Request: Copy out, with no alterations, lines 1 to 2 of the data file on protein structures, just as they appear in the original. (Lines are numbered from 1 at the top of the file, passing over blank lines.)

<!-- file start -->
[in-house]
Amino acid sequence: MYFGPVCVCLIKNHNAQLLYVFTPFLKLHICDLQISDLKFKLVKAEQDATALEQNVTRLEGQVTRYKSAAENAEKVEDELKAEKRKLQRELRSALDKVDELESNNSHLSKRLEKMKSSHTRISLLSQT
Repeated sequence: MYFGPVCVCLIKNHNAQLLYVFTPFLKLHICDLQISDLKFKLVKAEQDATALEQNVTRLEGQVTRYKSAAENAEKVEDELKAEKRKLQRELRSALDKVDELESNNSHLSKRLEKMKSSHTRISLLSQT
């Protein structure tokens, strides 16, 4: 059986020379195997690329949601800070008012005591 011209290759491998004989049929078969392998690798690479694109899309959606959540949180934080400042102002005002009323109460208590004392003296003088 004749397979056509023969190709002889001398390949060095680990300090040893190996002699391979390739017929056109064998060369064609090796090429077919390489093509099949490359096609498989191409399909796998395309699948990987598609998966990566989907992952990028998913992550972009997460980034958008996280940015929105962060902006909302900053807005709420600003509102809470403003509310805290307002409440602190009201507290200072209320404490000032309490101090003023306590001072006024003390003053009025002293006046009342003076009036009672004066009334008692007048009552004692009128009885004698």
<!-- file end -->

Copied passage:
[in-house]
Amino acid sequence: MYFGPVCVCLIKNHNAQLLYVFTPFLKLHICDLQISDLKFKLVKAEQDATALEQNVTRLEGQVTRYKSAAENAEKVEDELKAEKRKLQRELRSALDKVDELESNNSHLSKRLEKMKSSHTRISLLSQT